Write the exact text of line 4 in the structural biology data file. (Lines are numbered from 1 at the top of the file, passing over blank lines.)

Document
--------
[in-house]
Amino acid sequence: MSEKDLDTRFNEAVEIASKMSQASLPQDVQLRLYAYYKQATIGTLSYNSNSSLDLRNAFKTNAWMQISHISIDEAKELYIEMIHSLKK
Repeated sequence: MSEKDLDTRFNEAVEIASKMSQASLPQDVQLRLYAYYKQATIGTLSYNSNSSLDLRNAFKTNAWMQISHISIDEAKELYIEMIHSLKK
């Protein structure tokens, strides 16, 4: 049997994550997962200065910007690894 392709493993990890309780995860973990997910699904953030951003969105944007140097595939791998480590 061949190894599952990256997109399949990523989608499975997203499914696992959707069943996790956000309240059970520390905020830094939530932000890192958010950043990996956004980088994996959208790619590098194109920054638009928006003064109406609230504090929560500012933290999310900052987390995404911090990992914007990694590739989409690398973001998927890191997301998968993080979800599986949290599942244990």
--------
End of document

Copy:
């Protein structure tokens, strides 16, 4: 049997994550997962200065910007690894 392709493993990890309780995860973990997910699904953030951003969105944007140097595939791998480590 061949190894599952990256997109399949990523989608499975997203499914696992959707069943996790956000309240059970520390905020830094939530932000890192958010950043990996956004980088994996959208790619590098194109920054638009928006003064109406609230504090929560500012933290999310900052987390995404911090990992914007990694590739989409690398973001998927890191997301998968993080979800599986949290599942244990």